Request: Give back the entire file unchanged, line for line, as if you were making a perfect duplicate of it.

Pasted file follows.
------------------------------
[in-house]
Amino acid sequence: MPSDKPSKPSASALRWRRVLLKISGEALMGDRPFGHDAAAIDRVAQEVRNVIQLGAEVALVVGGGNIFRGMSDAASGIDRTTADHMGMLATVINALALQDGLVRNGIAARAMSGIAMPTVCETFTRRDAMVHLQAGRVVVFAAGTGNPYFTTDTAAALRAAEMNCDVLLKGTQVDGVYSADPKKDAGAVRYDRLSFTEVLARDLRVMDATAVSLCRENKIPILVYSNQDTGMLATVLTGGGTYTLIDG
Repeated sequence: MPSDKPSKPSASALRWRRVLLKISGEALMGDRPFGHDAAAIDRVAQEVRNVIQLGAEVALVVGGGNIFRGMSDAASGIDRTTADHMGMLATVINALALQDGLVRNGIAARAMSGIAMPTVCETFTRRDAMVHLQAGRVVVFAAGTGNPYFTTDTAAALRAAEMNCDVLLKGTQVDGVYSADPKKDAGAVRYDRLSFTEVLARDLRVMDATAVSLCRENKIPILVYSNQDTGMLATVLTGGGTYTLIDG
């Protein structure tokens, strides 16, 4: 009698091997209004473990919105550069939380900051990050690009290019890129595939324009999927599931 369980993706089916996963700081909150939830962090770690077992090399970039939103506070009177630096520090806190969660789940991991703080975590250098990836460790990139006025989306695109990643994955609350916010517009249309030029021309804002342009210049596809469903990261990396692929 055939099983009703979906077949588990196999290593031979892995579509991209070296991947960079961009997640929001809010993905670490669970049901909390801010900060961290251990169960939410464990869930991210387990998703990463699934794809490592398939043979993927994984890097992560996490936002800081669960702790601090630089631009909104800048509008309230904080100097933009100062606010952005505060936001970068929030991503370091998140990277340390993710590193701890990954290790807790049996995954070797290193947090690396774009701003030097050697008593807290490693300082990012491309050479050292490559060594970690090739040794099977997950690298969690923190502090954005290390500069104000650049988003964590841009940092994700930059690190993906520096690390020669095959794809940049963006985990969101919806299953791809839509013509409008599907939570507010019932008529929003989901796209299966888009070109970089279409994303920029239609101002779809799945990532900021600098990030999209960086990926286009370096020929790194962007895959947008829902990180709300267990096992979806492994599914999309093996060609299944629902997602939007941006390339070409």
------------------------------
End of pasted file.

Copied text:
[in-house]
Amino acid sequence: MPSDKPSKPSASALRWRRVLLKISGEALMGDRPFGHDAAAIDRVAQEVRNVIQLGAEVALVVGGGNIFRGMSDAASGIDRTTADHMGMLATVINALALQDGLVRNGIAARAMSGIAMPTVCETFTRRDAMVHLQAGRVVVFAAGTGNPYFTTDTAAALRAAEMNCDVLLKGTQVDGVYSADPKKDAGAVRYDRLSFTEVLARDLRVMDATAVSLCRENKIPILVYSNQDTGMLATVLTGGGTYTLIDG
Repeated sequence: MPSDKPSKPSASALRWRRVLLKISGEALMGDRPFGHDAAAIDRVAQEVRNVIQLGAEVALVVGGGNIFRGMSDAASGIDRTTADHMGMLATVINALALQDGLVRNGIAARAMSGIAMPTVCETFTRRDAMVHLQAGRVVVFAAGTGNPYFTTDTAAALRAAEMNCDVLLKGTQVDGVYSADPKKDAGAVRYDRLSFTEVLARDLRVMDATAVSLCRENKIPILVYSNQDTGMLATVLTGGGTYTLIDG
């Protein structure tokens, strides 16, 4: 009698091997209004473990919105550069939380900051990050690009290019890129595939324009999927599931 369980993706089916996963700081909150939830962090770690077992090399970039939103506070009177630096520090806190969660789940991991703080975590250098990836460790990139006025989306695109990643994955609350916010517009249309030029021309804002342009210049596809469903990261990396692929 055939099983009703979906077949588990196999290593031979892995579509991209070296991947960079961009997640929001809010993905670490669970049901909390801010900060961290251990169960939410464990869930991210387990998703990463699934794809490592398939043979993927994984890097992560996490936002800081669960702790601090630089631009909104800048509008309230904080100097933009100062606010952005505060936001970068929030991503370091998140990277340390993710590193701890990954290790807790049996995954070797290193947090690396774009701003030097050697008593807290490693300082990012491309050479050292490559060594970690090739040794099977997950690298969690923190502090954005290390500069104000650049988003964590841009940092994700930059690190993906520096690390020669095959794809940049963006985990969101919806299953791809839509013509409008599907939570507010019932008529929003989901796209299966888009070109970089279409994303920029239609101002779809799945990532900021600098990030999209960086990926286009370096020929790194962007895959947008829902990180709300267990096992979806492994599914999309093996060609299944629902997602939007941006390339070409």